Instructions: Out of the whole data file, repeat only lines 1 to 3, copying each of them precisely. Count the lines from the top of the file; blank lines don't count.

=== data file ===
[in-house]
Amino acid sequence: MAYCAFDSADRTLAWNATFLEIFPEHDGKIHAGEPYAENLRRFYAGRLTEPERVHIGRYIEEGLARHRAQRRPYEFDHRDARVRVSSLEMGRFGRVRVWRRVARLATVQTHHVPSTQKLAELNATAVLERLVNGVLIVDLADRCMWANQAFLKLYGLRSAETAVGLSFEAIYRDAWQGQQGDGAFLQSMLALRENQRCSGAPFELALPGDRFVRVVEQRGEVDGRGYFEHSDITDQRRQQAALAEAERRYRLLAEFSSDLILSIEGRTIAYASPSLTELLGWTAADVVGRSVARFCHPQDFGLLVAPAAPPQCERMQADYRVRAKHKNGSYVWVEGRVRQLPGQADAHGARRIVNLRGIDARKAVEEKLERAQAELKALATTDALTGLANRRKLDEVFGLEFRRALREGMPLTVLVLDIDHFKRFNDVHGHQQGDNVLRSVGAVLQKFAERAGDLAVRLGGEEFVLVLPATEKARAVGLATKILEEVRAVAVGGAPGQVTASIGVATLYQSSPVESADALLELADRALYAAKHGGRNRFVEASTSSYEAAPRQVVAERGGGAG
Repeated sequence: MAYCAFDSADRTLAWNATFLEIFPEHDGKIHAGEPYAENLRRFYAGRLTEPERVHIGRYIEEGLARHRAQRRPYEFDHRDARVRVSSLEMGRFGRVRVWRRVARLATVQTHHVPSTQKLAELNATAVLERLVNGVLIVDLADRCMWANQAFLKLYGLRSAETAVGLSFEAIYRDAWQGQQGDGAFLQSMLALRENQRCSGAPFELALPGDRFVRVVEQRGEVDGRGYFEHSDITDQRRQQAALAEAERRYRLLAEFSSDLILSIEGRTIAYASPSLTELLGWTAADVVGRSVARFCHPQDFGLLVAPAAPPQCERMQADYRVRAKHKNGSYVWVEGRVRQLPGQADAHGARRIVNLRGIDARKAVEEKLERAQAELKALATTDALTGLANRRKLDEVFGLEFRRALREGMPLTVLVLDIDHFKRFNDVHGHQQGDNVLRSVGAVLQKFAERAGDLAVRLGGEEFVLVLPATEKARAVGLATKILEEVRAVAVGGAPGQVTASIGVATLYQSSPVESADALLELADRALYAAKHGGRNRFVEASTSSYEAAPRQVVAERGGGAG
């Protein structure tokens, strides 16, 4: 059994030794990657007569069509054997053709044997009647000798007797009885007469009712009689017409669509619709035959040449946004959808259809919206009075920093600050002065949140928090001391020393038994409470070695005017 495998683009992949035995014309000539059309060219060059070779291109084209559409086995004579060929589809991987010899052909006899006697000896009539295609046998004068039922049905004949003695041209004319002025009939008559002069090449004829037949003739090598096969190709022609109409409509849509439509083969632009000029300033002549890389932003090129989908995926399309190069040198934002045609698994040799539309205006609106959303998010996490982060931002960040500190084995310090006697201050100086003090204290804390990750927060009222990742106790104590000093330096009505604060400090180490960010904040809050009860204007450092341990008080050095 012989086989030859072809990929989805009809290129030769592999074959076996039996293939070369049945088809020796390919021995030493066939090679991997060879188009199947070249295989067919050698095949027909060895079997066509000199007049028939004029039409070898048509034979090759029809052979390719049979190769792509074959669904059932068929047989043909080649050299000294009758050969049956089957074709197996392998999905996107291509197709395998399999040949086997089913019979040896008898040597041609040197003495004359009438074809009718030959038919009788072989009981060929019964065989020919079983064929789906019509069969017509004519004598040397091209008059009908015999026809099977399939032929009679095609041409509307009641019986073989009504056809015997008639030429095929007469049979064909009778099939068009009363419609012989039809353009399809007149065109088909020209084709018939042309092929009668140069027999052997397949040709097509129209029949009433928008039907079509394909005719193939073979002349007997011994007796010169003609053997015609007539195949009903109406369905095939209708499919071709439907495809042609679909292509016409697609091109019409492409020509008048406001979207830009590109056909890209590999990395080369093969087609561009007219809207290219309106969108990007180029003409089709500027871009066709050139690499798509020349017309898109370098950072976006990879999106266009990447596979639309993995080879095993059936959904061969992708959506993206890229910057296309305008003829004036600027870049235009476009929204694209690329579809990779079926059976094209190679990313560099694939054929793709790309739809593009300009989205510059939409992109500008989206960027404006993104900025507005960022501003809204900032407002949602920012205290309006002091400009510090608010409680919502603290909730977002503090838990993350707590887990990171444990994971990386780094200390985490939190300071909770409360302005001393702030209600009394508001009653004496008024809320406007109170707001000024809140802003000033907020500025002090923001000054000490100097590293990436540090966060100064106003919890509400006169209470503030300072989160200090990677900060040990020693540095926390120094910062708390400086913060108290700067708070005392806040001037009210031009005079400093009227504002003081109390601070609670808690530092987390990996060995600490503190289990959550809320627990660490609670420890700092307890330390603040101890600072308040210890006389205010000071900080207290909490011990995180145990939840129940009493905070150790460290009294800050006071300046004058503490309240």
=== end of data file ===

[in-house]
Amino acid sequence: MAYCAFDSADRTLAWNATFLEIFPEHDGKIHAGEPYAENLRRFYAGRLTEPERVHIGRYIEEGLARHRAQRRPYEFDHRDARVRVSSLEMGRFGRVRVWRRVARLATVQTHHVPSTQKLAELNATAVLERLVNGVLIVDLADRCMWANQAFLKLYGLRSAETAVGLSFEAIYRDAWQGQQGDGAFLQSMLALRENQRCSGAPFELALPGDRFVRVVEQRGEVDGRGYFEHSDITDQRRQQAALAEAERRYRLLAEFSSDLILSIEGRTIAYASPSLTELLGWTAADVVGRSVARFCHPQDFGLLVAPAAPPQCERMQADYRVRAKHKNGSYVWVEGRVRQLPGQADAHGARRIVNLRGIDARKAVEEKLERAQAELKALATTDALTGLANRRKLDEVFGLEFRRALREGMPLTVLVLDIDHFKRFNDVHGHQQGDNVLRSVGAVLQKFAERAGDLAVRLGGEEFVLVLPATEKARAVGLATKILEEVRAVAVGGAPGQVTASIGVATLYQSSPVESADALLELADRALYAAKHGGRNRFVEASTSSYEAAPRQVVAERGGGAG
Repeated sequence: MAYCAFDSADRTLAWNATFLEIFPEHDGKIHAGEPYAENLRRFYAGRLTEPERVHIGRYIEEGLARHRAQRRPYEFDHRDARVRVSSLEMGRFGRVRVWRRVARLATVQTHHVPSTQKLAELNATAVLERLVNGVLIVDLADRCMWANQAFLKLYGLRSAETAVGLSFEAIYRDAWQGQQGDGAFLQSMLALRENQRCSGAPFELALPGDRFVRVVEQRGEVDGRGYFEHSDITDQRRQQAALAEAERRYRLLAEFSSDLILSIEGRTIAYASPSLTELLGWTAADVVGRSVARFCHPQDFGLLVAPAAPPQCERMQADYRVRAKHKNGSYVWVEGRVRQLPGQADAHGARRIVNLRGIDARKAVEEKLERAQAELKALATTDALTGLANRRKLDEVFGLEFRRALREGMPLTVLVLDIDHFKRFNDVHGHQQGDNVLRSVGAVLQKFAERAGDLAVRLGGEEFVLVLPATEKARAVGLATKILEEVRAVAVGGAPGQVTASIGVATLYQSSPVESADALLELADRALYAAKHGGRNRFVEASTSSYEAAPRQVVAERGGGAG